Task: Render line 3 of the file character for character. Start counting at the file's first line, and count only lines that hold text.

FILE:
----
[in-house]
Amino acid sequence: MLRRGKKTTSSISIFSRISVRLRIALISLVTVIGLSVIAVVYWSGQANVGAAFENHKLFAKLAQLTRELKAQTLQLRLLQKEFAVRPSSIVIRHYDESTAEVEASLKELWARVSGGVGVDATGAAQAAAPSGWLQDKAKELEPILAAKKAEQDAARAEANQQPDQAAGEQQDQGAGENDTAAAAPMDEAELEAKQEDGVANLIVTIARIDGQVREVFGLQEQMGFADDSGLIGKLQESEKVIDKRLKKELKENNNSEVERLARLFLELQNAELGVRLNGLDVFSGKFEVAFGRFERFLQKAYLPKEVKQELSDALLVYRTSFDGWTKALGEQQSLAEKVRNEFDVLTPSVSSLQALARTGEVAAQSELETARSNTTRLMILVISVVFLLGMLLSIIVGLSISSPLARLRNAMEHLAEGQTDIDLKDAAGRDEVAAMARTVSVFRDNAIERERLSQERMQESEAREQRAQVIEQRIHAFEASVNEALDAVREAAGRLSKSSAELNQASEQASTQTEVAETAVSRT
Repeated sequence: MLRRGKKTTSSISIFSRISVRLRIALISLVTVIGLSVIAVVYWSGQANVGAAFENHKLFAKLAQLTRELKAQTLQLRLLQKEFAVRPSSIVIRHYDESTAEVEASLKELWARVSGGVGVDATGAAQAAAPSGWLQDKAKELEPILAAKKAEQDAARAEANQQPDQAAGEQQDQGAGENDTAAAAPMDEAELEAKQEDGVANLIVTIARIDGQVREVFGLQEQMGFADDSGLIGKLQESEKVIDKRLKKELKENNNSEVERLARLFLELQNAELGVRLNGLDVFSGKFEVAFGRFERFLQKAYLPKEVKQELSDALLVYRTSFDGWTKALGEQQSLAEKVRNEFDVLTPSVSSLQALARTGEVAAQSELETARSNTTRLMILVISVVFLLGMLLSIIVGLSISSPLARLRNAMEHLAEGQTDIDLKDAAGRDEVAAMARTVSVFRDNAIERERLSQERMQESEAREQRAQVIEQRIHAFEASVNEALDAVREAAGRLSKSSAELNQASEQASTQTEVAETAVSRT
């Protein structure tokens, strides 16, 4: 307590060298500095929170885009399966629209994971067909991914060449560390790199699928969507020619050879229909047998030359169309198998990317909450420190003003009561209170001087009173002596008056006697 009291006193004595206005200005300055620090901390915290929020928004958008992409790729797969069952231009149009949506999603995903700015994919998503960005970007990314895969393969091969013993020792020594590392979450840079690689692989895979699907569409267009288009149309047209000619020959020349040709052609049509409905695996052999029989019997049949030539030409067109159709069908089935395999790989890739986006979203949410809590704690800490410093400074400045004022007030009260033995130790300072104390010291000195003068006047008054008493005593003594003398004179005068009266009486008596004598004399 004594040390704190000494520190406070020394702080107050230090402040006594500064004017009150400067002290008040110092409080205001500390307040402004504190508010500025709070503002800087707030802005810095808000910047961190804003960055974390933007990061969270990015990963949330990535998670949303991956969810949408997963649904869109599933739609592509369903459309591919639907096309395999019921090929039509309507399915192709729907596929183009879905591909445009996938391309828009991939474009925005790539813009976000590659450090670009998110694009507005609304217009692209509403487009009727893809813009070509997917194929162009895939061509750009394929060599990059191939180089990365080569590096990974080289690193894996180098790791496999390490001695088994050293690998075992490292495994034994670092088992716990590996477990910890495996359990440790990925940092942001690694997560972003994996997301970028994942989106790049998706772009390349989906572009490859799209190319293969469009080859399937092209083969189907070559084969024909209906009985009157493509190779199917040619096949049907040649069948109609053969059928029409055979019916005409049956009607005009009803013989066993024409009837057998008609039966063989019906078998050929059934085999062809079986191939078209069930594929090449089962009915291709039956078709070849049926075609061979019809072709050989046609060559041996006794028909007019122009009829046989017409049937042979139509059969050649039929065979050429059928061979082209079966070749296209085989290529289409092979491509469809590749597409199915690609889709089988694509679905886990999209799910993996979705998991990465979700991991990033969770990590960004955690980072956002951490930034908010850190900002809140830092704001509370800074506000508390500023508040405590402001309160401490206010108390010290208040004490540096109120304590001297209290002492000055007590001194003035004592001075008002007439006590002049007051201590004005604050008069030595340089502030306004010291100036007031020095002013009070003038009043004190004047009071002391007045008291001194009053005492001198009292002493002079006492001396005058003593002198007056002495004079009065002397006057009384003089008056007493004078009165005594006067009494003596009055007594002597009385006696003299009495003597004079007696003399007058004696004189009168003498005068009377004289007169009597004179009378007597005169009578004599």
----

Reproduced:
Repeated sequence: MLRRGKKTTSSISIFSRISVRLRIALISLVTVIGLSVIAVVYWSGQANVGAAFENHKLFAKLAQLTRELKAQTLQLRLLQKEFAVRPSSIVIRHYDESTAEVEASLKELWARVSGGVGVDATGAAQAAAPSGWLQDKAKELEPILAAKKAEQDAARAEANQQPDQAAGEQQDQGAGENDTAAAAPMDEAELEAKQEDGVANLIVTIARIDGQVREVFGLQEQMGFADDSGLIGKLQESEKVIDKRLKKELKENNNSEVERLARLFLELQNAELGVRLNGLDVFSGKFEVAFGRFERFLQKAYLPKEVKQELSDALLVYRTSFDGWTKALGEQQSLAEKVRNEFDVLTPSVSSLQALARTGEVAAQSELETARSNTTRLMILVISVVFLLGMLLSIIVGLSISSPLARLRNAMEHLAEGQTDIDLKDAAGRDEVAAMARTVSVFRDNAIERERLSQERMQESEAREQRAQVIEQRIHAFEASVNEALDAVREAAGRLSKSSAELNQASEQASTQTEVAETAVSRT